The children of isador, p.1
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       The Children of Isador, p.1

           Sam J. Charlton
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The Children of Isador

  The Children of Isador

  An Epic Fantasy Adventure



  Epic Fantasy by Sam J. Charlton

  The Palâdnith Chronicles:

  Deep-Spire (Prequel novella)

  Journey of Shadows (Book 1)

  The Citadel of Lies (Book 2)

  The Well of Secrets (Book 3)

  Stand-alone novels

  The Children of Isador

  The Lord of the Rings Fan Fiction

  The Witch of Angmar

  All characters and situations in this publication are fictitious and any resemblance to living persons is purely coincidental.

  The Children of Isador by Sam J. Charlton

  Copyright © 2012 Samantha Charlton. All rights reserved. No part of this publication may be reproduced, stored in a retrieval system, or transmitted in any form or by any means, electronic, mechanical, recording or otherwise, without the prior written permission of the author.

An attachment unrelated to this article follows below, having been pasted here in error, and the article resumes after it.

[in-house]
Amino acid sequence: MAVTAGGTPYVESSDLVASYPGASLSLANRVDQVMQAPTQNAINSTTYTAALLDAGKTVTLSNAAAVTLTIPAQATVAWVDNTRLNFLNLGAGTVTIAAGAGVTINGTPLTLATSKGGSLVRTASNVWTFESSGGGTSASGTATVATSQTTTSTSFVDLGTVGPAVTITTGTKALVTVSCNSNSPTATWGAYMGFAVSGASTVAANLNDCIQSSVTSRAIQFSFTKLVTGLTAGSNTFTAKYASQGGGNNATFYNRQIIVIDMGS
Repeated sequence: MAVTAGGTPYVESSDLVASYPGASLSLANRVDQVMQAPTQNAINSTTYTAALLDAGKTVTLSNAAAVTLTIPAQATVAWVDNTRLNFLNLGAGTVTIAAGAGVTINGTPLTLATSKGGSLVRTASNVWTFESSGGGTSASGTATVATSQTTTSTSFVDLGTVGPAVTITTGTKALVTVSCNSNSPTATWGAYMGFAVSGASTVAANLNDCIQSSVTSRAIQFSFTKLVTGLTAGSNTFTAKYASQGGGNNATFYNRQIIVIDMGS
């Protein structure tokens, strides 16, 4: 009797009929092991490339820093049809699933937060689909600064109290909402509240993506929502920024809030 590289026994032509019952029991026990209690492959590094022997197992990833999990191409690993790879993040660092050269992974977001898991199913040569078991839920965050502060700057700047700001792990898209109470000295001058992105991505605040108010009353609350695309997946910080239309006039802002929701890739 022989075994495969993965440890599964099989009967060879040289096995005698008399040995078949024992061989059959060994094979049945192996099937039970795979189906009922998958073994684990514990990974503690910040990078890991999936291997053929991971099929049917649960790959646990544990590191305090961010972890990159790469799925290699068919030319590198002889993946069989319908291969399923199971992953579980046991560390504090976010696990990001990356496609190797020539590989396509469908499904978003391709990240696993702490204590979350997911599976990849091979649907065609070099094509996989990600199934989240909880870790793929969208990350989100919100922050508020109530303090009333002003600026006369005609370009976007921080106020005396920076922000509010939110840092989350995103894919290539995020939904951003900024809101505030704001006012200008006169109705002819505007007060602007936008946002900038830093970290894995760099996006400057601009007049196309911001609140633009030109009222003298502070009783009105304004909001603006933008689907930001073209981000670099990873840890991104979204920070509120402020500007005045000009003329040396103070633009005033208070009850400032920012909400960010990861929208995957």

First Edition Published in Australia 2007

  Equilibrium Books

  Second Edition Published 2012

  Third Edition Published 2016.

  Map by Samantha Charlton

  Sam J. Charlton’s website:


  To my mum – for her love, support

  and invaluable editorial skills!


  Come my children and I will tell you a tale

  Of men of old and their fortunes foul and fair;

  Of the nameless land far-off to the South

  And of the evil residing there;

  Dark times they were, for centuries of war